On 8th June, UK Prime Minister David Cameron will host the “Nutrition for Growth” conference ahead of the G8 in Fermanagh. This is an important opportunity for Europe to match its policy and political commitments with the necessary financial investments in nutrition.
The second event, just two days later on 10th June, will see Concern co-host a major conference in Washington where Ireland, the US and partners from across the developing world will renew their commitment to the Scaling up Nutrition (SUN) movement. This initiative – which the Irish and US Governments have championed together since 2010 – has grown into a remarkable global movement, mobilising hundreds of stakeholders at national and international levels to work together.
The SUN movement represents an opportunity for lasting and real progress in relation to stunting. 35 countries have now committed to increase their efforts to scale up nutrition, of which 30 have put in place mechanisms to ensure country plans are actioned. We need to build on the results we have seen so far, with 13 countries already reducing stunting at an annual rate of 2% and above. The EU has played a key role and contribution to these efforts and must continue to do so.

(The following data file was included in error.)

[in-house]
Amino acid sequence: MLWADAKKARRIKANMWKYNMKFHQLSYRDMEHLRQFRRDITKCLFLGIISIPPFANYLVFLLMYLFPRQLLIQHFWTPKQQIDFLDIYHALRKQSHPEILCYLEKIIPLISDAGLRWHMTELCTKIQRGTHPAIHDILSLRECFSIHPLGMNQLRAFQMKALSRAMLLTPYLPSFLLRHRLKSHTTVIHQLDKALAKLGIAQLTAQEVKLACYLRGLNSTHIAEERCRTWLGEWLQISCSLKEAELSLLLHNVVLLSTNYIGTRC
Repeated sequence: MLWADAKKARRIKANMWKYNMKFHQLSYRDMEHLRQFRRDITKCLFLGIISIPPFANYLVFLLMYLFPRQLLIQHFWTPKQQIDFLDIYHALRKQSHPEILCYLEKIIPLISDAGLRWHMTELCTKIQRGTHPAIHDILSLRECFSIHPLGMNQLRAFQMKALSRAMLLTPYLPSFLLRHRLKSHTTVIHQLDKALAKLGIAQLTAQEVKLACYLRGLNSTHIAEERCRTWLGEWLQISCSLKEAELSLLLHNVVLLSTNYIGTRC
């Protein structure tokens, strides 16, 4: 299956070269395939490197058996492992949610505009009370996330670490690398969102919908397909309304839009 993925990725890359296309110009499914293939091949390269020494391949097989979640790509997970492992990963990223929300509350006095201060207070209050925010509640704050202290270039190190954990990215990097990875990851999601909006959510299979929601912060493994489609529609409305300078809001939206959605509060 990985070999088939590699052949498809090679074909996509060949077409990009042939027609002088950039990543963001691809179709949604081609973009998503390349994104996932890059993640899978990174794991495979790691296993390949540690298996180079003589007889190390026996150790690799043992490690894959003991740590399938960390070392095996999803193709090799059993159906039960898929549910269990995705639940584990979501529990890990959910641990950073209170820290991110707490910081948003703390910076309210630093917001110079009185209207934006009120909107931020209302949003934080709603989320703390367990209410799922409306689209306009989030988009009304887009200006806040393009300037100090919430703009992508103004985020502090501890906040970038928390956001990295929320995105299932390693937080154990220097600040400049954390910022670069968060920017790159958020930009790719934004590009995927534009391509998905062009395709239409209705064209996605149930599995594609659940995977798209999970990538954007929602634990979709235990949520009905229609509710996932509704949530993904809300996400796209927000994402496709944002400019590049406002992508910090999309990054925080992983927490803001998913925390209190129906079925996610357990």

As Ireland continues to lead internationally on ending the scourge of global hunger, what could be more fitting – almost 165 years after the Irish famine – than a legacy marked by measurable progress on a global agenda to tackle undernutrition and to, ultimately, secure a healthy, prosperous future for millions of women, children and families? This requires EU member states to live up to their commitments to invest 0.7% of national income in overseas development aid. In the words of An Tánaiste Eamon Gilmore “Even at a time of economic difficulty, we do have available to us the resources and the tools to put an end to hunger and empower poor communities. But to do so we have to mobilise our political will and moral courage.” The eyes of the world are upon us.
Dominic MacSorley has chosen to publish his first article as CEO of Concern Worldwide on worldandmedia.com
A 30-year veteran of international aid and development work, Dominic MacSorley was appointed as CEO of Concern Worldwide in February 2013, succeeding Tom Arnold.
Having started his career with Concern in 1982 he previously held the position of Director of Operations in Concern Worldwide USA for ten years where he represented Concern at key United Nations and United States government meetings on foreign aid. During this time he was part of Concern’s Rapid Deployment Unit, a team of highly experienced and specialist staff available at short notice to respond to emergency situations.